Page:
Corporate America could float about $1 trillion of additional debt in 2020
The shutdown of many U.S. businesses will likely continue into May, but most banks and credit markets are generally open and functioning. Because the financial system can largely operate in the electronic world and because the balance sheets of banks and much of corporate America were healthy before the pandemic, we expect the extension and drawdown of credit to be the economy’s lifeline until the recovery begins. We expect 2020 to break prior records for net issuance of corporate-debt securities and origination of bank and other loans to companies. This borrowing will cause long-lasting shifts in capital structure and claims on operating profits and enterprise value, from in small parts to in full, but it should safeguard the survival of businesses in the shutdown. Equity will sacrifice recovery upside as creditors bear unusually high short-term risk.
“Credit is mans-confidence-in-man.” – Senator Daniel Webster.
Absorption of extraordinary losses: Companies, government, households
Nominal U.S. gross domestic product (GDP) was $21 trillion in 2019. The costs incurred by corporates, sole proprietorships, and not for profits are 85% of U.S. GDP. Because these entities direct most of the economy and bear most costs, they will be the first loss absorbers of sharp revenue declines while trying to meet fixed and (more socially) sticky expenses such as rent, interest, property taxes and employee pay and benefits. We expect these entities to suffer $1 trillion in losses in 2020 that will require borrowing to fund. We think that about half the losses are suffered by publicly listed companies and large private firms with access to fixed-income capital markets. We think the other half of these losses are suffered by small, medium and some large firms that will need to turn to banks for credit and emergency Small Business Administration (SBA) loans. Including loss funding, raising cash and working capital and some rescue or opportunistic actions by those with access to credit, we expect net issuance of corporate-credit securities to jump by about $750 billion in 2020 to over $10 trillion. We also expect corporate loans to increase by roughly $250 billion net of forgiven Paycheck Protection loans.
Government corporate credit and liquidity programs via the SBA and Fed
Per the $2 trillion+ CARES Act, the U.S. Treasury provided $349 billion to the Small Business Administration for loans to firms with under 500 employees. We expect 80% or more of these loans to be forgiven under Paycheck Protection. The Treasury also provided $454 billion to the U.S. Federal Reserve (Fed) to use for new credit facilities that will purchase existing and new-issuance Investment Grade (IG) corporate and municipal debt. The Fed might initiate partner programs with banks to provide credit to mid- and larger-sized firms not IG rated or without collateral to secure loans or securitize. The new Fed facilities can leverage the capital provided by the Treasury, perhaps by a factor of 10 to 1; thus these facilities could provide $4 trillion of credit to companies and municipalities. Because the Fed will buy Treasuries to support a ~$2.5 trillion federal deficit in 2020 and mortgage-backed securities, while also deploying these new credit facilities, the Fed’s balance sheet could expand from about $4 trillion to $7-10 trillion.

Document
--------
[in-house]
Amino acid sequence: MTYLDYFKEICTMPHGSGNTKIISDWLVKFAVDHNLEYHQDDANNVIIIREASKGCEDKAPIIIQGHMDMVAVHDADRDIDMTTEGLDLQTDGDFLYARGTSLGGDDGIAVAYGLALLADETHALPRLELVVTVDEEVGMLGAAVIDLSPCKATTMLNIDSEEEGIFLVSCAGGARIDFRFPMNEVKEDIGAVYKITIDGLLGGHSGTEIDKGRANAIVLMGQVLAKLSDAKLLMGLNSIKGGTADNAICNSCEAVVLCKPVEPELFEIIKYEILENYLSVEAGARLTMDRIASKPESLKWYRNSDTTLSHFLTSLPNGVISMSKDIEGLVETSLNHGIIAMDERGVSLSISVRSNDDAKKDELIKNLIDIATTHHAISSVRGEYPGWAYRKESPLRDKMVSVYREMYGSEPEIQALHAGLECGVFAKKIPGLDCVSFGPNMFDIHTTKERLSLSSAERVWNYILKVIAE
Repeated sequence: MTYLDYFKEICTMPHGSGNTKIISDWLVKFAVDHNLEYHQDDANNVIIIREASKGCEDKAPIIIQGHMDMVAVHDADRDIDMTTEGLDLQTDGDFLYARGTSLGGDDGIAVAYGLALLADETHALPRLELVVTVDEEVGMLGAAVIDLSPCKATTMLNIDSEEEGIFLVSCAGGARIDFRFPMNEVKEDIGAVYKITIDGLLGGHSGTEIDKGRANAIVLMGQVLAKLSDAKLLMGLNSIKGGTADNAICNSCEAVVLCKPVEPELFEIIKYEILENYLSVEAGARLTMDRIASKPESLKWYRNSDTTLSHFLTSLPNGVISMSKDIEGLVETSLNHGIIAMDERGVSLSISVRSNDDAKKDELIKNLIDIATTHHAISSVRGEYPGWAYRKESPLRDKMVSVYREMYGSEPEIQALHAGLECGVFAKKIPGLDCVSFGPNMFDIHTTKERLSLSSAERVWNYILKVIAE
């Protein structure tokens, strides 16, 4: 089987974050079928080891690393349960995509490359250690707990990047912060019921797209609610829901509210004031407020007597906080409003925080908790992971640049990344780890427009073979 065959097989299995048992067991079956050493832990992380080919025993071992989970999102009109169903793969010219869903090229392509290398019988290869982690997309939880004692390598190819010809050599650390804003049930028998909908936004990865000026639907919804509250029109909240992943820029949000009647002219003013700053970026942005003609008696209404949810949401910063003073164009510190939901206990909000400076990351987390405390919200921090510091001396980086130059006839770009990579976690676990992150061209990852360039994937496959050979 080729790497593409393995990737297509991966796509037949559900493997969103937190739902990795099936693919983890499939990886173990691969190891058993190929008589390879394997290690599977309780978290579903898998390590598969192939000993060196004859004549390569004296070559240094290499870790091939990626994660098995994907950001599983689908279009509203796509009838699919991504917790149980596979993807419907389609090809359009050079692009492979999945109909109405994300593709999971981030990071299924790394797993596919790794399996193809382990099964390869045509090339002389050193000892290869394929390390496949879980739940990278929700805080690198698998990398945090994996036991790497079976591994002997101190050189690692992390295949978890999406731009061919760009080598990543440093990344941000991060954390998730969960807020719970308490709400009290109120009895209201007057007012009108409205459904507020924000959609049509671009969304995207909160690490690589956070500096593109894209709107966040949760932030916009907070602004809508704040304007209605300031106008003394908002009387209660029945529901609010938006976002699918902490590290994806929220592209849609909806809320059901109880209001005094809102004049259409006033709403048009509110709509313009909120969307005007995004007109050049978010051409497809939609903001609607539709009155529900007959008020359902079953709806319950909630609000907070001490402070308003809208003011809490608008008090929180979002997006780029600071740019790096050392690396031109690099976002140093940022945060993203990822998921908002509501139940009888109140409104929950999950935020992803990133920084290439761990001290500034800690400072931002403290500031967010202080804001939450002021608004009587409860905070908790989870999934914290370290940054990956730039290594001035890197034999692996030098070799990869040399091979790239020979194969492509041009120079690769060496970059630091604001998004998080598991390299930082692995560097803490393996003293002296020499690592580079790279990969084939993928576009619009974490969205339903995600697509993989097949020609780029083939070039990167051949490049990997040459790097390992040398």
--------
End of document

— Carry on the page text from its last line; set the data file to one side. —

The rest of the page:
Higher S&P non-financial debt/EBITDA, lower EBITDA/interest expense
Corporate America’s debt-to-GDP ratio increased in recent years, but so did its assets compared to GDP. We considered leverage ratios healthy at corporate America, especially at large-cap companies, but with some concerns for small caps and especially at energy, retailers and the more cyclically exposed parts of real estate. S&P 500 non-financial earnings before interest, tax, depreciation and amortization (EBITDA) / net interest expense was very strong at over 12x in 2019, but it likely falls to about 8x in 2020. But this masks what’s likely to be inadequate coverage, covenant breaches and reorganizations at many of the vulnerable industries and smaller companies. Russell 2000 non-financial leverage ratios were 150% of S&P non-financials in 2019.
Banks likely to boost loans despite higher credit costs; countercyclical, but risky
Banks went into this crisis with strong balance sheets and liquidity. We expect banks to suffer high credit costs this year and next, but not to shrink their balance sheets like they did in the last recession. Despite rising credit costs, we expect banks to initiate new loans and provide favorable terms of forbearance with missed payments being rolled into outstanding principle balances without penalty. While this is a risky strategy, and loan-loss provisions must climb as a result of this, we think with Fed support and public confidence that this approach is in the best interest of the economy and also the banks. However, banks should raise additional loss-participating capital and curtail dividends to fortify.